Two Asian women have made Oscar history. Beijing-born Chloe Zhao became the second woman and first non-white woman to win the Best Director prize at the 93rd Academy Awards ceremony, which was held on April 26 morning Singapore time.
Actress Youn Yuh-Jung, 73, picked up the Best Supporting Actress prize for her role in the immigrant drama Minari, making her the first South Korean to win an acting award at the Oscars.
The 39-year-old Zhao – known as Zhao Ting in China – is the third person of Asian descent to win the Best Director award, after South Korean Bong Joon-ho (the black comedy Parasite, 2020) and Taiwanese Lee Ang (the dramas Brokeback Mountain, 2005; and Life Of Pi, 2012). She is the second woman to win after Kathryn Bigelow, director of the war diary The Hurt Locker (2009).
Her movie, Nomadland, a drama about a woman who starts a new life as a van-dweller, also won Best Picture. Frances McDormand, who plays the lead character of Fern, won an Oscar for Best Actress. The three trophies make the film the biggest winner of the ceremony.
Youn’s performance as the energetic grandmother in Minari was delivered largely in Korean. It goes some way in addressing the criticisms levelled at the mostly white and mostly English-speaking Academy voters, who last year failed to nominate any member of the South Korean cast of Parasite.
The respected veteran of the entertainment industry in her home country beat Glenn Close (the drama Hillbilly Elegy), Maria Bakalova (the prank comedy Borat Subsequent Moviefilm), Olivia Colman (family drama The Father) and Amanda Seyfried (the biopic Mank) to win. She has enjoyed a great run, with her Oscar triumph coming after wins for Best Supporting Actress in the British Academy of Film and Television Arts (or Bafta) Awards and at the Screen Actors Guild Awards.
In a ceremony marked by socially distanced in-person events in various cities around the world connected by a live feed, most of the wins came as no surprise, but there were a couple of upsets.
McDormand’s win came as a shock because before the night, it looked as if she had been left in the shade by fellow nominees. Carey Mulligan (the thriller Promising Young Woman) had been on a winning streak with critics’ awards, while Andra Day (the biopic The United States Vs. Billie Holiday) had won the Best Actress Golden Globe. Viola Davis (the play-turned-movie Ma Rainey’s Black Bottom) had been the favourite because of her Best Actress win in the crucial precursor race, the Screen Actors Guild awards.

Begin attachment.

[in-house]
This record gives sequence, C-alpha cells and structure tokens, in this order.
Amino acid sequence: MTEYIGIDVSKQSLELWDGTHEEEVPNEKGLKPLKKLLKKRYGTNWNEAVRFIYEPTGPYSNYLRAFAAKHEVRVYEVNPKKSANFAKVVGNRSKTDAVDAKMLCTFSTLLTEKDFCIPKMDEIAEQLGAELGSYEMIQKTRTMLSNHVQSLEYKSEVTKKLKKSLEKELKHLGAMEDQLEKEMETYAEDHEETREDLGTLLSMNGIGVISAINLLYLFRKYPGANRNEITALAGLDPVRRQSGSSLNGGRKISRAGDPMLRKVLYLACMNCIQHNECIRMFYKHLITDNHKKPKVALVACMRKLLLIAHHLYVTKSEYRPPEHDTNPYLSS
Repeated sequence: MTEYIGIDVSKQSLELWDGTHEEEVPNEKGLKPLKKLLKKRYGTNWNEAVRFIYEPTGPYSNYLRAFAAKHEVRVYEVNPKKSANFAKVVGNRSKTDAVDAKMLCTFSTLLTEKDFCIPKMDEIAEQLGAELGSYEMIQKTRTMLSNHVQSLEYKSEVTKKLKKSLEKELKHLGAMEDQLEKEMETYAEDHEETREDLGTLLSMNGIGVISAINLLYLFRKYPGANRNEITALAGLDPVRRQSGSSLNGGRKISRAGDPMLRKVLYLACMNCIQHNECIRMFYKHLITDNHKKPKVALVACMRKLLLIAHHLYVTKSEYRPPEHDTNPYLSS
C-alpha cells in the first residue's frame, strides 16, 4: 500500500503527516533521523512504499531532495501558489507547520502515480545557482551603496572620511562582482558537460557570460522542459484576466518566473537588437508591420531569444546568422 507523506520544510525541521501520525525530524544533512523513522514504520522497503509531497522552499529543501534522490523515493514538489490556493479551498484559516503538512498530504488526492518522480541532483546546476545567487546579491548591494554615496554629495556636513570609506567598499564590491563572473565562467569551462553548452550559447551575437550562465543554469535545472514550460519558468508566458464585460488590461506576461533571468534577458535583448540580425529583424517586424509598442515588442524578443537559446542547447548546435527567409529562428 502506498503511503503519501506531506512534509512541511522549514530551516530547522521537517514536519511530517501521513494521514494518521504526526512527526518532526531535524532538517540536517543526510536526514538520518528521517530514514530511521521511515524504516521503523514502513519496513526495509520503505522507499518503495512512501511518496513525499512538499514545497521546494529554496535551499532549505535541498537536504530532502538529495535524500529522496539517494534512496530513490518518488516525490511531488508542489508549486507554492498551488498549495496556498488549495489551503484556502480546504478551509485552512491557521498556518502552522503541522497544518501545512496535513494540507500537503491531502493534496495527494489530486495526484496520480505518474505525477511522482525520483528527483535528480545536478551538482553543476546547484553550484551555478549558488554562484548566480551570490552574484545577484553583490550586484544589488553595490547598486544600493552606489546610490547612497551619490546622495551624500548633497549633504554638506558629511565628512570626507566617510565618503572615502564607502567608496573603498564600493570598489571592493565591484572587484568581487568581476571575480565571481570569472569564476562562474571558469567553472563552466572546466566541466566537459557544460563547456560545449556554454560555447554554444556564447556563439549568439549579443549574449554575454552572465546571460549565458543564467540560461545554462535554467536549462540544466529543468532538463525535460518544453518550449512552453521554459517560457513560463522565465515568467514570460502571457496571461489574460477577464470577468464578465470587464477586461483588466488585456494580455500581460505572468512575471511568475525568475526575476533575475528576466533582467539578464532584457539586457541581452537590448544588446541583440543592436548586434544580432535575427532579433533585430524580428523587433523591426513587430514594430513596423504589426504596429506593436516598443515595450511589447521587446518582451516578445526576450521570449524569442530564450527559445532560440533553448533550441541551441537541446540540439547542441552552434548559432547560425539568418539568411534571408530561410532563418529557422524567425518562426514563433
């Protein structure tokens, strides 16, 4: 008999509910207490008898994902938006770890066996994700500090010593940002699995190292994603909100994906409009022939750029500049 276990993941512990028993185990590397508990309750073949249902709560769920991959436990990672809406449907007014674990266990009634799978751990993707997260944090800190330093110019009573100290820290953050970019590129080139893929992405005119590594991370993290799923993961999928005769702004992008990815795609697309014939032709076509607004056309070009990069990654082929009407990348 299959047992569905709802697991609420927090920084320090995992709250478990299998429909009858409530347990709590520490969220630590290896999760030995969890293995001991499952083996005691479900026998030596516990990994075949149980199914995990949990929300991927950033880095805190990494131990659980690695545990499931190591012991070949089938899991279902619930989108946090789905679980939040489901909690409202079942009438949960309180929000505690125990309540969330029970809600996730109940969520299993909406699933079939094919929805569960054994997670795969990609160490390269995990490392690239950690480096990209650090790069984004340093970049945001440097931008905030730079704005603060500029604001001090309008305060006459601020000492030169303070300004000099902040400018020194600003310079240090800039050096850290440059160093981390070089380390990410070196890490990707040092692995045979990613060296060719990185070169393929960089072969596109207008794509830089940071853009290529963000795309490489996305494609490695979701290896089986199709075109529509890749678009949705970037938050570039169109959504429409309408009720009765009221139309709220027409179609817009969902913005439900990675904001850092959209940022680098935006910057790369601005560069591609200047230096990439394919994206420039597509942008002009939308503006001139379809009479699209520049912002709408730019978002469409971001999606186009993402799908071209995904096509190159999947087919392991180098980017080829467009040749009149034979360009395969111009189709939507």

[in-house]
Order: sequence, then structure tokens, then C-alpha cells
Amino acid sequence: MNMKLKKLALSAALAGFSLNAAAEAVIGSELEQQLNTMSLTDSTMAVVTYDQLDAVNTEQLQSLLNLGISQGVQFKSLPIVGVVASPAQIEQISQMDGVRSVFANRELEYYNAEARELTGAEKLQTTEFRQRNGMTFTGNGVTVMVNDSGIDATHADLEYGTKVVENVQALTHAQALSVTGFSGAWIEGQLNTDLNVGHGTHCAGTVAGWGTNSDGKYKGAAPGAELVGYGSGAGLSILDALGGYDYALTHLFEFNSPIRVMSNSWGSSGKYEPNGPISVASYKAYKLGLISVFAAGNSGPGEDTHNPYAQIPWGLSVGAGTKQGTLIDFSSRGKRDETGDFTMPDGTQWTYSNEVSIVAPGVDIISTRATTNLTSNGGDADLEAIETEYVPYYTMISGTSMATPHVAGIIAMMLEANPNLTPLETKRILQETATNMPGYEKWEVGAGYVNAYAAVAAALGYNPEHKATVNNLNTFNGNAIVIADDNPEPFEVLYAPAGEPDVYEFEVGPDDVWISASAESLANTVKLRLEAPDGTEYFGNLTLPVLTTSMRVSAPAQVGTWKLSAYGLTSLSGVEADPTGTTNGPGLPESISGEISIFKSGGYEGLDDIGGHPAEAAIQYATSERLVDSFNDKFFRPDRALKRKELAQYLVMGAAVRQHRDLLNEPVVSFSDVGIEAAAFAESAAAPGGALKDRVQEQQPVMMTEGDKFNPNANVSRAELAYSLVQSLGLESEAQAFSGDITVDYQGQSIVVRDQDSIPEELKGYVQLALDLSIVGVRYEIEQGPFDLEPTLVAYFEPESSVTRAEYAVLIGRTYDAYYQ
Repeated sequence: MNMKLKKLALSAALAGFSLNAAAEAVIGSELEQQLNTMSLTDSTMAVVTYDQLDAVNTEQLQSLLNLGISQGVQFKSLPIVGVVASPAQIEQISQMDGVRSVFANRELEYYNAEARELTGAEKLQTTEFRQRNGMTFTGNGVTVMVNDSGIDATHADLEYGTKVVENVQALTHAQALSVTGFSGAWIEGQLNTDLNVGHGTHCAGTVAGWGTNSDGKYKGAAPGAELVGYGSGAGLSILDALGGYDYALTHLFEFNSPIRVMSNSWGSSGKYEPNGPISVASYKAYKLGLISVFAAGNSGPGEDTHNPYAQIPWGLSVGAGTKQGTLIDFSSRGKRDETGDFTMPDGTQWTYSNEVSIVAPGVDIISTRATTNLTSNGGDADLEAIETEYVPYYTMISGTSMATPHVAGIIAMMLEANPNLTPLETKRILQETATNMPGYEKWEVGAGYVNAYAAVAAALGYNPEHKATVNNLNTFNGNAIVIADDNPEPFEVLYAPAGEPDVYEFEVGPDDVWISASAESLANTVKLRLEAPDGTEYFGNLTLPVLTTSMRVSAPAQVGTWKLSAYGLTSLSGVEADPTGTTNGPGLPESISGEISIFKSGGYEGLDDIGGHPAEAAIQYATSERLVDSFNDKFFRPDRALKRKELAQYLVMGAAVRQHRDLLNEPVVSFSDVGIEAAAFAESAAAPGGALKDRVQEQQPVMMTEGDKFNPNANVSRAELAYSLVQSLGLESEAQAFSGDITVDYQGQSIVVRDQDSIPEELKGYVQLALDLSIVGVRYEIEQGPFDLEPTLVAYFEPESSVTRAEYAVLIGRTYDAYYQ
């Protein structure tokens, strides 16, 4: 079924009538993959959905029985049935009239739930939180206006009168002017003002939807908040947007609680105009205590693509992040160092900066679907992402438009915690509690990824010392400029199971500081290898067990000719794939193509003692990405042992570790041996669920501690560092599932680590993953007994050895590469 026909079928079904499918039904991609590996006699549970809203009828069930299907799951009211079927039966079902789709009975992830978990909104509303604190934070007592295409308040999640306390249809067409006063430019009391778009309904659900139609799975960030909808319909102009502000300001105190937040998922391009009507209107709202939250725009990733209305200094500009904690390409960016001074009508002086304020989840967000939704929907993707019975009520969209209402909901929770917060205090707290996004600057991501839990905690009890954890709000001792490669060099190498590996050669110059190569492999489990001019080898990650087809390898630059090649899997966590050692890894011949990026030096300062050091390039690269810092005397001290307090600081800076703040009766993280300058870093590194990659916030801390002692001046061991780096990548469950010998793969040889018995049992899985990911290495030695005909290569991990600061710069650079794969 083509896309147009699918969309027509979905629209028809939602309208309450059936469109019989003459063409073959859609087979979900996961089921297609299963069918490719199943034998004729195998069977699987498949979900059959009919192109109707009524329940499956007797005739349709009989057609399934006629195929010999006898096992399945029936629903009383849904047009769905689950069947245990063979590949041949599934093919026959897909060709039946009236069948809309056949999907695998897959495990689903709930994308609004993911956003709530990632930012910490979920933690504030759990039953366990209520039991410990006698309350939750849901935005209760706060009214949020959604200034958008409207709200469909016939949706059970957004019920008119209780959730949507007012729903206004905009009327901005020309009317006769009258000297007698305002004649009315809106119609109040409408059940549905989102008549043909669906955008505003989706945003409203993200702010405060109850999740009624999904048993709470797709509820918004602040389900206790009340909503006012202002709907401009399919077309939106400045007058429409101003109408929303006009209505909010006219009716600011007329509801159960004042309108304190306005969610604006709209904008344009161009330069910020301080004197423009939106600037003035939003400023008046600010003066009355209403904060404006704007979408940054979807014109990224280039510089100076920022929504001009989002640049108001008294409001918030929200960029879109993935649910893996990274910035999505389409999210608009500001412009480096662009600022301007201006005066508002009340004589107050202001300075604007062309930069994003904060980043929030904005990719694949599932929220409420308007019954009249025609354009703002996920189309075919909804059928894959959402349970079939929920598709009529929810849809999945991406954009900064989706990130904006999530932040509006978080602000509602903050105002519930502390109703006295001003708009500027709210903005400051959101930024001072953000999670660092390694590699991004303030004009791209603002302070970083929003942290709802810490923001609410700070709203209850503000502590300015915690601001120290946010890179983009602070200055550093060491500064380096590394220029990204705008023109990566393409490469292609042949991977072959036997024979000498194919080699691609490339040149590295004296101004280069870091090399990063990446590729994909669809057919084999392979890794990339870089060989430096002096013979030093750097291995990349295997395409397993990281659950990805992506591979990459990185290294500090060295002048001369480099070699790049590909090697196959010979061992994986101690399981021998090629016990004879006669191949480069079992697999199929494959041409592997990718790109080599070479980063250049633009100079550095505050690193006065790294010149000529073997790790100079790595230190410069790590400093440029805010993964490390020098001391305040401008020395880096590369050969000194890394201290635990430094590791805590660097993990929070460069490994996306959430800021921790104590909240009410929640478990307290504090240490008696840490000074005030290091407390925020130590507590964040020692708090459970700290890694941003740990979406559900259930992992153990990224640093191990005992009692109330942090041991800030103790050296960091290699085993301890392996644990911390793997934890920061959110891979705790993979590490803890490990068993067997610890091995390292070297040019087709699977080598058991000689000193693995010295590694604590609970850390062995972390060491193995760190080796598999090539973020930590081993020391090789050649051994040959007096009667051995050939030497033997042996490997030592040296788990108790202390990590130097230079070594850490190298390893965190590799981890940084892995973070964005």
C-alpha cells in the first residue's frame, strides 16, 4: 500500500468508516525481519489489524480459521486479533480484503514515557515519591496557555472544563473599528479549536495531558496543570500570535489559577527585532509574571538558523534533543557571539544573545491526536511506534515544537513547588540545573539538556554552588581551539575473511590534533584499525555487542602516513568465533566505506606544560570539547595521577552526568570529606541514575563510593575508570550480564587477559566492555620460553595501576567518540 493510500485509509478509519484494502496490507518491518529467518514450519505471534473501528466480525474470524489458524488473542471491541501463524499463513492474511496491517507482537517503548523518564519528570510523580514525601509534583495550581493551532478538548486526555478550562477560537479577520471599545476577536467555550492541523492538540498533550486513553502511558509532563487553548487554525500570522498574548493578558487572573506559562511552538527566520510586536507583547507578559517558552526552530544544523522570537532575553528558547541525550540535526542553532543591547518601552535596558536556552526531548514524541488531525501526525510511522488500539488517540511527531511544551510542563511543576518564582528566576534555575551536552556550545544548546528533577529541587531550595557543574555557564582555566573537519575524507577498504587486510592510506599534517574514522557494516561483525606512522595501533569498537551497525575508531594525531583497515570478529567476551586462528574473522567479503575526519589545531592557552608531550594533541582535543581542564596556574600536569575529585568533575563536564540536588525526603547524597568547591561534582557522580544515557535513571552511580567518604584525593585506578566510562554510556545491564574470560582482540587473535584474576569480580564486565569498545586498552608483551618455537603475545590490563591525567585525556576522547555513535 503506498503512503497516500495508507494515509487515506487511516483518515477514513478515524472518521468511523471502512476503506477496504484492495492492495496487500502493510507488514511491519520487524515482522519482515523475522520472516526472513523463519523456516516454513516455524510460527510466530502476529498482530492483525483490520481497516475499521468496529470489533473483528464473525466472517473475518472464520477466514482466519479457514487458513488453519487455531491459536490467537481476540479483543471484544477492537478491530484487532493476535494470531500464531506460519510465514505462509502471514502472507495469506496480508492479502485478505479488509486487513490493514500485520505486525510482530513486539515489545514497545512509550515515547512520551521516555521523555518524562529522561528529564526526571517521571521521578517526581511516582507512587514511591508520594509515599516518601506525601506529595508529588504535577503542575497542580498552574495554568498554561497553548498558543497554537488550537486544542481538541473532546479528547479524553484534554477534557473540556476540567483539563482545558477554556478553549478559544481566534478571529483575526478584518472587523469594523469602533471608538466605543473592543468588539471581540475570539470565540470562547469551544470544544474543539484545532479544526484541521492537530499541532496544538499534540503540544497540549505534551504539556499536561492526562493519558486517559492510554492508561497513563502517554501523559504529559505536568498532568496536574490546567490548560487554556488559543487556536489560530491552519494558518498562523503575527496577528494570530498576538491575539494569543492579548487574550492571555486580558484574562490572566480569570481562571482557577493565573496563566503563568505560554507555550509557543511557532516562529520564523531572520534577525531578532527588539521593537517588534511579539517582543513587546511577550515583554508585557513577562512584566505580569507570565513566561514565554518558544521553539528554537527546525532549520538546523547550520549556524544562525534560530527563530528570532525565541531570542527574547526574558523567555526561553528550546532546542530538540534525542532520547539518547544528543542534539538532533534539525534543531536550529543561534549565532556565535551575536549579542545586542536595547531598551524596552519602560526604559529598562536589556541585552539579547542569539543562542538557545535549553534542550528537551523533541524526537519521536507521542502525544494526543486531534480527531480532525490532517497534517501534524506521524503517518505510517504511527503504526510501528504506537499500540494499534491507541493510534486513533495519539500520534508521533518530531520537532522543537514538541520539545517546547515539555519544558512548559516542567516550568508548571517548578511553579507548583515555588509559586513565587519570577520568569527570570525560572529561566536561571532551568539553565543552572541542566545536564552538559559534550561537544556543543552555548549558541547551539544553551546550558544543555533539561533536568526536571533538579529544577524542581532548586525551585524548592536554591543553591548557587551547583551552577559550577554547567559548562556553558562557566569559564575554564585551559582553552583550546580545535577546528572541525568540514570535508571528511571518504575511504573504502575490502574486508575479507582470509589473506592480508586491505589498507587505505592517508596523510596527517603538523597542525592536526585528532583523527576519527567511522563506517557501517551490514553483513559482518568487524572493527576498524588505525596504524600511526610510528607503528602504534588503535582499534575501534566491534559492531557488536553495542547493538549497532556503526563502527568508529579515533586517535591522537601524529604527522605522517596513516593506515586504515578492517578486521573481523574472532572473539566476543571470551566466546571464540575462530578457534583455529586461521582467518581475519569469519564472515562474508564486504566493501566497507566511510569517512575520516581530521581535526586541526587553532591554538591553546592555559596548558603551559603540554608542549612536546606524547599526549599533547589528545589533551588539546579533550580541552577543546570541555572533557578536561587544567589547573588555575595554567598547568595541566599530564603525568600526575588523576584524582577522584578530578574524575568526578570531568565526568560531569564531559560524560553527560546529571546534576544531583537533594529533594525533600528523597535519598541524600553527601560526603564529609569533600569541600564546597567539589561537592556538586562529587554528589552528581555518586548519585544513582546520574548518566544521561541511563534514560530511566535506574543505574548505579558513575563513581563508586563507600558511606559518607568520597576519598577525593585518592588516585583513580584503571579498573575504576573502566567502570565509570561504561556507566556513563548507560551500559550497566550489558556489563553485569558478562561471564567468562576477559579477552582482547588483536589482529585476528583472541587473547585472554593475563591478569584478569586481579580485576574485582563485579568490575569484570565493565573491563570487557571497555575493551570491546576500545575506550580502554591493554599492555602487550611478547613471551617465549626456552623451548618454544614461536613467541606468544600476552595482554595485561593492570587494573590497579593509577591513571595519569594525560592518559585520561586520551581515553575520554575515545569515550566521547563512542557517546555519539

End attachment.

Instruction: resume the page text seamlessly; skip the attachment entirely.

The biggest shock was reserved for the Best Actor award.
In a break with tradition, the event’s producers moved the Best Actor and Best Actress categories to the end of the ceremony, supplanting the traditional climax, the Best Picture award.
The producers, including Oscar winner Steven Soderbergh (Traffic, 2000), had expected Black Panther (2018) actor Chadwick Boseman to win posthumously for playing the trumpeter Levee Green in Ma Rainey. He had already won Best Actor at both the Golden Globes and the important Screen Actors Guild Awards. His win, coming after his death last year from cancer, would have been an emotional moment.
But the evening ended abruptly when it was revealed that Welsh actor Anthony Hopkins won for playing the title role in The Father. At 83, he is the oldest person to receive an Oscar for acting. Because Hopkins had decided to skip the event, the evening wrapped somewhat anti-climactically.
There will be an encore telecast of the Oscars on April 26 on Channel 5 at 6pm for the red carpet and 10.30pm for the awards ceremony. An international (edited and shortened) version will air at 11.30am on May 1 and at 1.45am on May 2. On Mediacorp’s streaming platform meWatch, free on-demand catch-up access to the show will be available until May 19.
Chloe Zhao for Nomadland
Anthony Hopkins for The Father
Frances McDormand for Nomadland
Best Supporting Actress
Youn Yuh-jung for Minari
Best Supporting Actor
Daniel Kaluuya for Judas And The Black Messiah
Best Animated Feature
Best Adapted Screenplay
Best Original Screenplay
Promising Young Woman
This article was first published on The Straits Times.